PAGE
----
Within several years, unlimited state guarantees which railway companies benefit from in several EU member states will be only a memory. The European Commission plans to impose their removal, with 1 January 2010 as the deadline. This is what it explains in its draft guidelines on state aid for railway companies, which it published on 20 December.

The draft also defines conditions in which state cancellation of debt is authorised. The Commission stresses that the level of indebtedness of many railway companies "continues to give cause for concern". It sets, for example, a deadline which is applied to debts which, under conditions, can be swallowed up by the state: debts incurred prior to 15 March 2001, the date on which Directive 2001/12 entered into force, which marks the first stage in liberalising EU rail transport. For member states, which joined the EU after 15 March 2001, the deadline is the joining date. The Commission's intentions concerning the state taking on debt are more severe than those which were in the document at the inter-services consultation stage (see Europolitics 3357).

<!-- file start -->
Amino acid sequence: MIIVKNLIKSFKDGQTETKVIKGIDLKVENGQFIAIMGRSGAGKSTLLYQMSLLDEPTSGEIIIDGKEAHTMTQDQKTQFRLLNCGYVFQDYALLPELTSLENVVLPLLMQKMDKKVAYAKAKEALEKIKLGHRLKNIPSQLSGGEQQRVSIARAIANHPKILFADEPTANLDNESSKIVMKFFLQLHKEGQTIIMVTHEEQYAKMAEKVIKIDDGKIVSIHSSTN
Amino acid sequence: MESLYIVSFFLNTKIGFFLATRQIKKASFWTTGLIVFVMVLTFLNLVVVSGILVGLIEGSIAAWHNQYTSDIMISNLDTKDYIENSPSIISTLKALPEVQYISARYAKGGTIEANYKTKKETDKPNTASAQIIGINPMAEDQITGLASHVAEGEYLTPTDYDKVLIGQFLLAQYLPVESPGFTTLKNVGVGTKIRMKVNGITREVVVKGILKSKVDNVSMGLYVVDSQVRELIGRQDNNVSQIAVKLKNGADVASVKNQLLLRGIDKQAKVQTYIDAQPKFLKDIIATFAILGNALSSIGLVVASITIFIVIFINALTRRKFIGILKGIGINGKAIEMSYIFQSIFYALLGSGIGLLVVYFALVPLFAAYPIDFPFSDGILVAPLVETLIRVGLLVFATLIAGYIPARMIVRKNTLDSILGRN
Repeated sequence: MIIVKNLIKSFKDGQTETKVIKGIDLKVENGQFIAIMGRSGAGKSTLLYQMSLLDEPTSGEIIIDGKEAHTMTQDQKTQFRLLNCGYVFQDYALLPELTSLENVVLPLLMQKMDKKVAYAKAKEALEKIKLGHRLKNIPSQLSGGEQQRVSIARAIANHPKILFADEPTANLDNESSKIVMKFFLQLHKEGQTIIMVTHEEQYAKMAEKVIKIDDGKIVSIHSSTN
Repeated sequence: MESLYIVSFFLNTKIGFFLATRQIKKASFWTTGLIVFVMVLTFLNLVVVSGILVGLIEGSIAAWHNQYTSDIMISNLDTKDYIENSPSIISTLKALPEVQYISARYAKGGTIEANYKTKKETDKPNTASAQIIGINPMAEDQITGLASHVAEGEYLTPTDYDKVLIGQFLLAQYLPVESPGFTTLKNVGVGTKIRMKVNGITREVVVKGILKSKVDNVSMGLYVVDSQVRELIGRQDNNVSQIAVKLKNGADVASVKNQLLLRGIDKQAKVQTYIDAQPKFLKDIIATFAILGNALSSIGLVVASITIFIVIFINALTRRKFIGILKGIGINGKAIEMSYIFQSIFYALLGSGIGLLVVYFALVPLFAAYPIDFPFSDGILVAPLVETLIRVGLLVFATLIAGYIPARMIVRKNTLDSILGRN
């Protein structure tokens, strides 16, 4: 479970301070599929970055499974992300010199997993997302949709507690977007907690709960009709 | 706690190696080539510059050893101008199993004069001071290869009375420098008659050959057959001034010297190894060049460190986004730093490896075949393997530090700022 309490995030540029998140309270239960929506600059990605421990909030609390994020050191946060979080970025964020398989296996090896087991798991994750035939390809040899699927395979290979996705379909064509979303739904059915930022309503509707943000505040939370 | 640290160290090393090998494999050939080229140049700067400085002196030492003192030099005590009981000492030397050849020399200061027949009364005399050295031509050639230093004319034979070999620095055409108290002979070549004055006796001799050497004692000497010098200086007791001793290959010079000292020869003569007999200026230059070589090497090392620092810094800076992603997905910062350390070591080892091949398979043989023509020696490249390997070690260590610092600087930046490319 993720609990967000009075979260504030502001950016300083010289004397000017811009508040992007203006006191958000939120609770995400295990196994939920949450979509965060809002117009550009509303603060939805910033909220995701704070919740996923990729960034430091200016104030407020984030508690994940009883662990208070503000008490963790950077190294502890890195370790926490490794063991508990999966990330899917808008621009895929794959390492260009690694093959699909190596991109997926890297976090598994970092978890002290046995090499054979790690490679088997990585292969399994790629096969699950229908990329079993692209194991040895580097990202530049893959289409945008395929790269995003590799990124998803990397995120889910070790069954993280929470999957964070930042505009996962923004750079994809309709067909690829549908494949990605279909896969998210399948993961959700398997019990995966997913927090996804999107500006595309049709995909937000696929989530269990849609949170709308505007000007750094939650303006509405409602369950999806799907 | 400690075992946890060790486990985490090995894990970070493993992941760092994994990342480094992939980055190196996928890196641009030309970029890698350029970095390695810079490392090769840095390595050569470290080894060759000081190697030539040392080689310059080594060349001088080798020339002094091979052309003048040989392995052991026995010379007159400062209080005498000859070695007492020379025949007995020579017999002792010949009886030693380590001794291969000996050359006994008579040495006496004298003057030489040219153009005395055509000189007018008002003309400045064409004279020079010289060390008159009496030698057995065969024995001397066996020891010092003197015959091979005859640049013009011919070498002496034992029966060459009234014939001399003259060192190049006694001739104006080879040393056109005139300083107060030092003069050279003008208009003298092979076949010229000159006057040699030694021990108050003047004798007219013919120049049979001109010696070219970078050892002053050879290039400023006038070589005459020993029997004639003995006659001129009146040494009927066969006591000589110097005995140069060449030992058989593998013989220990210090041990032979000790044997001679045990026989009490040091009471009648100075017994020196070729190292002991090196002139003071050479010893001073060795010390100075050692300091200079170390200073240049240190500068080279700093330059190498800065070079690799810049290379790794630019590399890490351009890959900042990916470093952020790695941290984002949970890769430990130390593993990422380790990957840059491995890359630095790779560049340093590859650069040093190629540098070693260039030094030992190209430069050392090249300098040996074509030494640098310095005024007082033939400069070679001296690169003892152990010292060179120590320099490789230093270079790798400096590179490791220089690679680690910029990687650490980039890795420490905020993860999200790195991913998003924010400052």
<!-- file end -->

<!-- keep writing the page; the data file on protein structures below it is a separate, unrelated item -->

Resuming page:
An interesting development for the acquisition grants and the renewal of locomotives and carriages used for passenger transport (not freight): the Commission could authorise such aid by bending the rules currently defined in the guidelines on state aid for regional benefit, which bans investment grants for "acquisitions expenditure for transport equipment". But not without conditions: in particular, it will be necessary for carriages and locomotives used for urban or regional transport and that they remain in such use for at least five years. Guidelines should also allow state restructuring aid aimed at the freight section of a railway company. While usually a section of a company cannot benefit...

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